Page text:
Where with Sea Limited, you can kind of see, it makes more sense to me, and that's where I saw it at the beginning, I've kind of seen them grow up as a public company since I've watched it from the IPO. Where, of course, it wasn't all that rosy. I remember, they IPO'd around $15. I think I got my first couple of shares, like, $14.75. It rained down to the single digits at one point, and, you know, that was a world of pain. But just making sure the investment thesis doesn't change and knowing if they do everything right, this is how significant the returns could be and this is how big the company could be. So kind of like watching how each unit has turned out.
Plus it's one of those, it doesn't take too long for frauds to be exposed. Luckin was a special situation where it just happened so quickly. Now, it could be because they couldn't fake the numbers when everything in China shut down for a little bit, and they had to figure out how to make these numbers look better, or they were running out of cash and they had to figure out what to do. I'm not sure what exactly was going on there. But with Sea Limited, I just trust this management team more. And seeing it from day one when it came public and seeing each release and the numbers always adding up, to me, kind of adds. I mean, this is, I think 98% of my 401(k) so, I mean, I'm quite confident and I haven't seen anything that kind of throws me off just yet.
Lewis: Joey, has his own rules when it comes to allocations [laughs] and concentration. That is a high-confidence pick right there, Joey. [laughs]
Solitro: Yeah, it's one of those. So everybody knows, I started in-house at The Motley Fool in March 2019. And so I did the standard, you know, 9% of the paycheck going into 401(k) and there's a company match. So you know, all the cash that would go in. I was trying to figure out, you know, where's the right company that I want to do? And Sea Limited just hit everything for me. So you know, every time or twice a month as cash would hit, I'd just buy some more, buy some more. And I kind of had this running joke with Austin Morgan, who now he's on another side of the premium side of this, but I was like, you know, I want to buy as many shares I can up to $80. And he'd be like, why $80? I'm like, I don't know, it just sounds awesome. Because the stock was at, like, $26 at the time, and it just seemed like, I had a couple of years to accumulate shares, and it just turned into a rocket ship. So I didn't get to build it up as large as I wanted, but you know, it's one of those, it grew into a significant position of its own and then it crossed that mark, and I was like, fine, I'll go find a second stock, and I've been slowly building that one now.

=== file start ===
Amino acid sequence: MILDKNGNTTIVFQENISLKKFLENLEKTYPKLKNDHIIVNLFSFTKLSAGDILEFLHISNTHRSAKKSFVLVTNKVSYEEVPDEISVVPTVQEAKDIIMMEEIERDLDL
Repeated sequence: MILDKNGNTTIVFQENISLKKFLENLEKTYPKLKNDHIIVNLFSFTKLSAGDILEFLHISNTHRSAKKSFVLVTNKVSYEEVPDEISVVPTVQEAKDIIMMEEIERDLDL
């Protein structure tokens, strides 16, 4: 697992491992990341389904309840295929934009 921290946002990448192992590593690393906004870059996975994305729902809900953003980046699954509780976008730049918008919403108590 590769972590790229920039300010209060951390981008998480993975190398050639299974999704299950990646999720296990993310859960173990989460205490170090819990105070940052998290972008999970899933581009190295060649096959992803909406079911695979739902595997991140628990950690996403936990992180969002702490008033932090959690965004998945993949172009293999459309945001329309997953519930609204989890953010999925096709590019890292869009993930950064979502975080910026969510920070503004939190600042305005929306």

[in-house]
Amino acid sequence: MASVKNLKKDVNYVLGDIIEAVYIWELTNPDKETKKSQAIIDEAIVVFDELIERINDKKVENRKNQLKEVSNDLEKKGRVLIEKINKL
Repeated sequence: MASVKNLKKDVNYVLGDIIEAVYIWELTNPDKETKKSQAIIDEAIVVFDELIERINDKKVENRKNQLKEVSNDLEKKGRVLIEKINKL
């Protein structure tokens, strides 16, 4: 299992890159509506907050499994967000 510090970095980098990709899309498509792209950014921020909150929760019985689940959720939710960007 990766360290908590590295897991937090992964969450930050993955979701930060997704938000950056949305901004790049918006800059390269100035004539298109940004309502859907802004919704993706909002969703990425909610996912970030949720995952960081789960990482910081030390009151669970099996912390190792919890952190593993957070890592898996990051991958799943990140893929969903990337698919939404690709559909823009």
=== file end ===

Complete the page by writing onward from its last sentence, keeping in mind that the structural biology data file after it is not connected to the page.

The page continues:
Lewis: Yeah, you got to water your plants, and it's good to have a couple in the garden. As we're talking about risks with this business. I mean, those allocation numbers may not be appropriate for everyone. So that's possibly a risk. But you know, we talked about the ADR side of things, and the fact that it's foreign business. I think too, it's important to emphasize, gaming is a really big part of this company right now. The e-commerce and payment side are huge tailwinds, and they're probably going to become very relevant parts of this business. But right now, Free Fire is a huge part of the company as we currently know it.